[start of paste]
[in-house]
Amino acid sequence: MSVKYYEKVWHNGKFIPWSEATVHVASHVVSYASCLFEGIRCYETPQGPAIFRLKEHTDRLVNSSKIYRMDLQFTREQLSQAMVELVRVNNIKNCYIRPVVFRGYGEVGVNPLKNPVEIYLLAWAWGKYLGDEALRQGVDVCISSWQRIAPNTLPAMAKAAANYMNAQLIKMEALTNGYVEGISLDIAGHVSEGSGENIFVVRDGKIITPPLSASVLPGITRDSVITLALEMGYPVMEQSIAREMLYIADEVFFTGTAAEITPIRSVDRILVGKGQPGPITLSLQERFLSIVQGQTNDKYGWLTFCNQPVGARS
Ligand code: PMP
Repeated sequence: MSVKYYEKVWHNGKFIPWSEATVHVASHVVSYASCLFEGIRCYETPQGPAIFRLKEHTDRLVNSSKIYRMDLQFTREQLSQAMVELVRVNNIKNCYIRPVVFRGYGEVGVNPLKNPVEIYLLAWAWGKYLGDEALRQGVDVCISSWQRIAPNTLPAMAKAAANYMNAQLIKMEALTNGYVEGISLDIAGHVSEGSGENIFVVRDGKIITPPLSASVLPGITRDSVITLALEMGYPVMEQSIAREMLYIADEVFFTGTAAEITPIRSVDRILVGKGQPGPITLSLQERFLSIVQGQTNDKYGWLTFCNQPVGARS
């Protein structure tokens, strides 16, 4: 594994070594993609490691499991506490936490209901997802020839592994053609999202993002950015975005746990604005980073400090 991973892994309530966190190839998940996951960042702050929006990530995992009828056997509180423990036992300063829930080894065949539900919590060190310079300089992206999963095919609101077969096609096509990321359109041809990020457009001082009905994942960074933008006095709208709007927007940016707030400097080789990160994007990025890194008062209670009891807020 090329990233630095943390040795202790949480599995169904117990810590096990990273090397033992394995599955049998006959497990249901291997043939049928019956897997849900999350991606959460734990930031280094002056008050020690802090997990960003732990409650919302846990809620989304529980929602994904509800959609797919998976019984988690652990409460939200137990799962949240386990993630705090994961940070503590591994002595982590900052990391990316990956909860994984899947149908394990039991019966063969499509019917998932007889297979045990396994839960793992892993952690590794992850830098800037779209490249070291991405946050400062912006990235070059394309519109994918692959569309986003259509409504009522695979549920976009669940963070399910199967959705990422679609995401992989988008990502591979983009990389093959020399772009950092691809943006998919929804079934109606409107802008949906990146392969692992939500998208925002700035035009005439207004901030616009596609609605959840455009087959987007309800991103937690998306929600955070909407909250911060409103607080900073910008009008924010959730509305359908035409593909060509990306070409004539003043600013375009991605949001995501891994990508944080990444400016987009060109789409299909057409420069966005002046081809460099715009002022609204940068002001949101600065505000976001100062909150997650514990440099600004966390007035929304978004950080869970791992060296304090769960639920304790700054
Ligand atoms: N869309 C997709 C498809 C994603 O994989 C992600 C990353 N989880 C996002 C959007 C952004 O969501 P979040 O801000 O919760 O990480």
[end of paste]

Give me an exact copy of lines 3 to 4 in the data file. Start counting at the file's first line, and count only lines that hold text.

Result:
Ligand code: PMP
Repeated sequence: MSVKYYEKVWHNGKFIPWSEATVHVASHVVSYASCLFEGIRCYETPQGPAIFRLKEHTDRLVNSSKIYRMDLQFTREQLSQAMVELVRVNNIKNCYIRPVVFRGYGEVGVNPLKNPVEIYLLAWAWGKYLGDEALRQGVDVCISSWQRIAPNTLPAMAKAAANYMNAQLIKMEALTNGYVEGISLDIAGHVSEGSGENIFVVRDGKIITPPLSASVLPGITRDSVITLALEMGYPVMEQSIAREMLYIADEVFFTGTAAEITPIRSVDRILVGKGQPGPITLSLQERFLSIVQGQTNDKYGWLTFCNQPVGARS